President Barack Obama on Thursday extended U.S. sanctions against Myanmar, warning that despite progress on human rights and governmental reform, a political opening in the country remained "nascent."
Obama's move came despite calls from some business and political leaders in the United States, Europe and Asia for sanctions to be lifted to spur further reforms by Myanmar's nominally civilian government under President Thein Sein.
But democracy icon Aung San Suu Kyi, who for years led opposition to Myanmar's former military junta, warned this week that change was not irreversible in Myanmar and cautioned about excessive optimism.
Obama said Myanmar had made progress in a number of areas including by releasing political prisoners, pursuing cease-fire talks with ethnic groups and by opening dialogue with Aung San Suu Kyi's National League for Democracy.
"Burma has made important strides, but the political opening is nascent, and we continue to have concerns, including remaining political prisoners, ongoing conflict, and serious human rights abuses in ethnic areas," he said.
"I have determined that it is necessary to continue the national emergency with respect to Burma and to maintain in force the sanctions that respond to this threat," Obama said in a message to Congress using Myanmar's former name.
U.S. law requires the president to restrict imports from Myanmar, which for decades was ruled by a military junta, and bans U.S. investment and export of financial services to the country.
It also blocks property and assets of certain members of the Myanmar ruling class.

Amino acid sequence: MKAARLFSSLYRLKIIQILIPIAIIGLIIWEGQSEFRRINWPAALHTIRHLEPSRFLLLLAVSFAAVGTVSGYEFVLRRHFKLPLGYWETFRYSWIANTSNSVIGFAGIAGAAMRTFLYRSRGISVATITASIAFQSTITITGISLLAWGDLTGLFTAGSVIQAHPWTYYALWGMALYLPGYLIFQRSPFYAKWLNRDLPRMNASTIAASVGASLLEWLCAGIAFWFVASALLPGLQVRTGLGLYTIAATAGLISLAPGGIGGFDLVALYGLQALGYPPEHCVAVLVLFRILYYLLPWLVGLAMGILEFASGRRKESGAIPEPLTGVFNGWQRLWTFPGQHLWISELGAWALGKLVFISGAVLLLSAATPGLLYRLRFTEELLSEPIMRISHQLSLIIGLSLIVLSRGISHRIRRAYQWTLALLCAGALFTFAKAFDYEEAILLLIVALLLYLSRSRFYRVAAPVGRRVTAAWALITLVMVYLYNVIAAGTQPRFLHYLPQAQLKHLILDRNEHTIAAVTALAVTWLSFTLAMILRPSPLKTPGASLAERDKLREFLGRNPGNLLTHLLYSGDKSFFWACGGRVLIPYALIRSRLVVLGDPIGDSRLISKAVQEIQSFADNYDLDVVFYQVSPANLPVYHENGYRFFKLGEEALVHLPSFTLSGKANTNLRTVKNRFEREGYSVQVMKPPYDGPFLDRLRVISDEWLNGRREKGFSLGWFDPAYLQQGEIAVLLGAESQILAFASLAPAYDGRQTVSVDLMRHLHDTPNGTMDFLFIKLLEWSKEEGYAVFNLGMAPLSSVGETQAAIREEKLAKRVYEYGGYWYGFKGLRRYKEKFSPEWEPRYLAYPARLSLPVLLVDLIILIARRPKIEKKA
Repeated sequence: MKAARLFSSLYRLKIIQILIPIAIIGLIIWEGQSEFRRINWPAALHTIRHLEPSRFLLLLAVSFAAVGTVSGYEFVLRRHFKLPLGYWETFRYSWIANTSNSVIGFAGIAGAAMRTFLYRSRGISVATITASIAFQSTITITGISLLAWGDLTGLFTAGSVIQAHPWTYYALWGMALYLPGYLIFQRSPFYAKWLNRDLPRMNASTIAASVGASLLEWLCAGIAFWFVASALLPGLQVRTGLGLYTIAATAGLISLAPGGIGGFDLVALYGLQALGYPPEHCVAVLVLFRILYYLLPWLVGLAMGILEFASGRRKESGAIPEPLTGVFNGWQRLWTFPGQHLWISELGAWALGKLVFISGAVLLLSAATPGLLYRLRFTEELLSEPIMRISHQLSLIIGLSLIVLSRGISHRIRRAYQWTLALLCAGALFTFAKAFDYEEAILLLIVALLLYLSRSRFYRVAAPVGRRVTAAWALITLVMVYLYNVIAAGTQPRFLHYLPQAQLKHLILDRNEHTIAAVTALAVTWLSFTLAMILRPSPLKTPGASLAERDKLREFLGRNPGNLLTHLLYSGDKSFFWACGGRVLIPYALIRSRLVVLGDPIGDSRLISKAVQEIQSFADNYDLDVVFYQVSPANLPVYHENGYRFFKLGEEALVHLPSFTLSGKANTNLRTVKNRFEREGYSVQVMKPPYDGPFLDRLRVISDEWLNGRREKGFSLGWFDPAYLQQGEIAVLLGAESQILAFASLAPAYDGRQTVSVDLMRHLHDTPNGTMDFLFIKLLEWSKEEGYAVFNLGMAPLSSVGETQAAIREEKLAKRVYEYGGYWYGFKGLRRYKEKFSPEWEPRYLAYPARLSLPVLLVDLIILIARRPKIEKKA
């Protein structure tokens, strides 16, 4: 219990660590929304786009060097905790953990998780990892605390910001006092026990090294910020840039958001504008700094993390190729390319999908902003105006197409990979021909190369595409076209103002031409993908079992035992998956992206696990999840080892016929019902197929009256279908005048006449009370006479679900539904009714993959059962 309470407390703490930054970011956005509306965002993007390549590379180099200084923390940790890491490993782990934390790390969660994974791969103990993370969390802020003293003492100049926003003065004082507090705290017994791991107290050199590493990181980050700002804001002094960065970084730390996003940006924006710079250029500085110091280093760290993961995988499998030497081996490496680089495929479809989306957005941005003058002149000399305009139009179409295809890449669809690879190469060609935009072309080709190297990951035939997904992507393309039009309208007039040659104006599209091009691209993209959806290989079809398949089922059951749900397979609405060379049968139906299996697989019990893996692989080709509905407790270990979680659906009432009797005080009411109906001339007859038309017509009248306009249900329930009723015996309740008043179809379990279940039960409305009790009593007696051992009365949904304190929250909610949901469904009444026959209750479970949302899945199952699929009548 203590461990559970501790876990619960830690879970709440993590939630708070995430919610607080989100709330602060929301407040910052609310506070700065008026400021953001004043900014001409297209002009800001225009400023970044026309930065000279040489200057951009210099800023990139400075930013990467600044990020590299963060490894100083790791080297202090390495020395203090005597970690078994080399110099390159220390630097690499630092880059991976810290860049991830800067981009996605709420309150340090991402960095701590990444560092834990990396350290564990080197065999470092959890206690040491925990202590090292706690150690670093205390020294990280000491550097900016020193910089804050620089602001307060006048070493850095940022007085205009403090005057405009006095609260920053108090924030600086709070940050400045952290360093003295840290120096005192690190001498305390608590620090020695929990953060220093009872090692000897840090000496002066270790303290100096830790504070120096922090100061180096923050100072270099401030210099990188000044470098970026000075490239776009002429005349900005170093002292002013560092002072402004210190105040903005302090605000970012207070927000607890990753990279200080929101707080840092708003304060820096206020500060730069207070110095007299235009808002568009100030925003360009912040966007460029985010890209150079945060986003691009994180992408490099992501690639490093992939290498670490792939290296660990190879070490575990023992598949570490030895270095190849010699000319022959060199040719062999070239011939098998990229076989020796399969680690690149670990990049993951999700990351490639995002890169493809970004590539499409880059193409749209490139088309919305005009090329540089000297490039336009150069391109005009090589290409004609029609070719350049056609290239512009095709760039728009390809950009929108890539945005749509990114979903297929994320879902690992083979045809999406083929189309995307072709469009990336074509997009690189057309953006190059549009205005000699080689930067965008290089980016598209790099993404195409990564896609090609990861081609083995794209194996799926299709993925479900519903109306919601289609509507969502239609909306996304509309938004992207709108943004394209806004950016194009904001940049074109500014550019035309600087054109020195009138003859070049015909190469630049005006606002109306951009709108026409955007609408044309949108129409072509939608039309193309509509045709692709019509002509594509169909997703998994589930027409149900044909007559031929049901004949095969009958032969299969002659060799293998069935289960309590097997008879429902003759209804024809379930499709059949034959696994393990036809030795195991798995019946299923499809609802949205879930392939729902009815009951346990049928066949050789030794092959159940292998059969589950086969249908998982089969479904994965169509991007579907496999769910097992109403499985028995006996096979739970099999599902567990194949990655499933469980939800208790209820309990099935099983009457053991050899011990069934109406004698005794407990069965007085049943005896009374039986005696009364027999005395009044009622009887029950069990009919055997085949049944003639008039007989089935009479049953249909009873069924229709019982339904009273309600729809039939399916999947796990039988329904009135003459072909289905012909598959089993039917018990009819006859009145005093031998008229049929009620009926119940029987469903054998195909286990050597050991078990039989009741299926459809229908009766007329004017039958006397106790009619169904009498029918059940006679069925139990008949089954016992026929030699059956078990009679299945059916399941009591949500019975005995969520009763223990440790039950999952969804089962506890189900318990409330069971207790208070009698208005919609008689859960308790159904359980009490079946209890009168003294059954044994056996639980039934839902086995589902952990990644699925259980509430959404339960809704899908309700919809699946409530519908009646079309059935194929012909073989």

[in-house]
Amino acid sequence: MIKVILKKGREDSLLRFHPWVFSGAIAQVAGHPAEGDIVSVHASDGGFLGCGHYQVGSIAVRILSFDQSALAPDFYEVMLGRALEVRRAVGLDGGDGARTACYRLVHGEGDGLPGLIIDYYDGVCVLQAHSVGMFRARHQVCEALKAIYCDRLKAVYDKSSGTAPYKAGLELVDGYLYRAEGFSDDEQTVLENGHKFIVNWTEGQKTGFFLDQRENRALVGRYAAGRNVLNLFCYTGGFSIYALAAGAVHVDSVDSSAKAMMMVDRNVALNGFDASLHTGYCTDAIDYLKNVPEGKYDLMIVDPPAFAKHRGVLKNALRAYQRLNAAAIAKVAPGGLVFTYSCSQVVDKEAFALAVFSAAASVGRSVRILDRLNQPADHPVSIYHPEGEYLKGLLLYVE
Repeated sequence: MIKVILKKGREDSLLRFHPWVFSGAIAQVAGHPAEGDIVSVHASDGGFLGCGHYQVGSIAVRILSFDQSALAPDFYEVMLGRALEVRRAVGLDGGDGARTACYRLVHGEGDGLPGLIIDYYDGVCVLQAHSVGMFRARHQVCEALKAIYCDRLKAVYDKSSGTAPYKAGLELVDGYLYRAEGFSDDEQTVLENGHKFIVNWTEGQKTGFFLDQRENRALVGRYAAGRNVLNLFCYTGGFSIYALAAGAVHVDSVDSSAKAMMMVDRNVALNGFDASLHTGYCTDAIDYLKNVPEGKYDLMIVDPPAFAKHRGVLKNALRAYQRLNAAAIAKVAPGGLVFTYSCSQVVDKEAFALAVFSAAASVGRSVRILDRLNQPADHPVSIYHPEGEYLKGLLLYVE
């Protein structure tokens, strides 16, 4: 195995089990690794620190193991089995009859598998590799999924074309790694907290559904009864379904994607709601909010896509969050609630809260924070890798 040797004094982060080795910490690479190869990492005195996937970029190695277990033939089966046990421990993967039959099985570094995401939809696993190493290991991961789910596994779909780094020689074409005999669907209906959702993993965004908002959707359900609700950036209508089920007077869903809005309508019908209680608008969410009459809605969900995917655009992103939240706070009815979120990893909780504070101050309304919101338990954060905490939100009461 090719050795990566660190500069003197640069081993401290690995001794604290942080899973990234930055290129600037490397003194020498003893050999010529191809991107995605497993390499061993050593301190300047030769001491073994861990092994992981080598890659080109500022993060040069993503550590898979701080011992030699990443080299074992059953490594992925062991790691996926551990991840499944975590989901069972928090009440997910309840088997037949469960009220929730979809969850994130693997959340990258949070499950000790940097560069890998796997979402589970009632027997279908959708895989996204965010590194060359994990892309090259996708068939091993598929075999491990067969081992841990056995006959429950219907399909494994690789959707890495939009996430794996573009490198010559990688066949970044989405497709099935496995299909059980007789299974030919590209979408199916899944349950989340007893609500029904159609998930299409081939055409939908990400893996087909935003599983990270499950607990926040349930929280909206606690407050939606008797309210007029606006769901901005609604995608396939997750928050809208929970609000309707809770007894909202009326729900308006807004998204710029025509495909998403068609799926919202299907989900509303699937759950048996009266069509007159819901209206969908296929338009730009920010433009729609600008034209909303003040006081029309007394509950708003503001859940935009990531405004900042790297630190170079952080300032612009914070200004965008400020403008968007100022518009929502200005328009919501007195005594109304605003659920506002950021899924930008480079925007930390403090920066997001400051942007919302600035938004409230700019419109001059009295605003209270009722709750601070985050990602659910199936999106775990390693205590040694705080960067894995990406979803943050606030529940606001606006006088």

Obama's administration has championed dialogue with Myanmar but has been cautious about a full lifting of sanctions, saying it needs to preserve leverage to encourage change.
Hillary Clinton made the first visit to Myanmar in 50 years by a U.S. secretary of state in December, and the two countries are moving towards exchanging ambassadors.
Obama's announcement was published hours before talks at the State Department between Clinton and Myanmar Foreign Minister Wunna Maung Lwin.
It also took place on the eve of the G8 summit at Camp David, Maryland, which Obama will host and which is likely to include discussion about how to promote reform in Myanmar.
Suu Kyi, sworn in May 2 as a member of parliament after spending most of the past two decades under house arrest, spoke to a gathering of U.S. politicians and rights advocates including ex-president George W. Bush, via Skype this week.
"I am not against the suspension of sanctions as long as the people of the United States feel that this is the right thing to do at the moment. I do advocate caution, though," she said.
She warned that she felt sometimes that "people are too optimistic about the scene in Burma. You have to remember that the democratization process is not irreversible."
Suu Kyi said that reforms would only be considered irreversible once the military -- long Myanmar's most powerful institution with a history of abuses -- firmly committed to changing its ways.
The views of Suu Kyi, 1991 Nobel Peace Prize winner, are considered critical to any U.S. decision to lift decades worth of sanctions on Myanmar.
U.S. companies have been eager to enter Myanmar, fearing Asian and European competitors will seize the growing market. The Obama administration plans to allow limited investment but is fine-tuning the rules, as human rights groups push for strict guidelines.
Copyright Agence France-Presse, 2012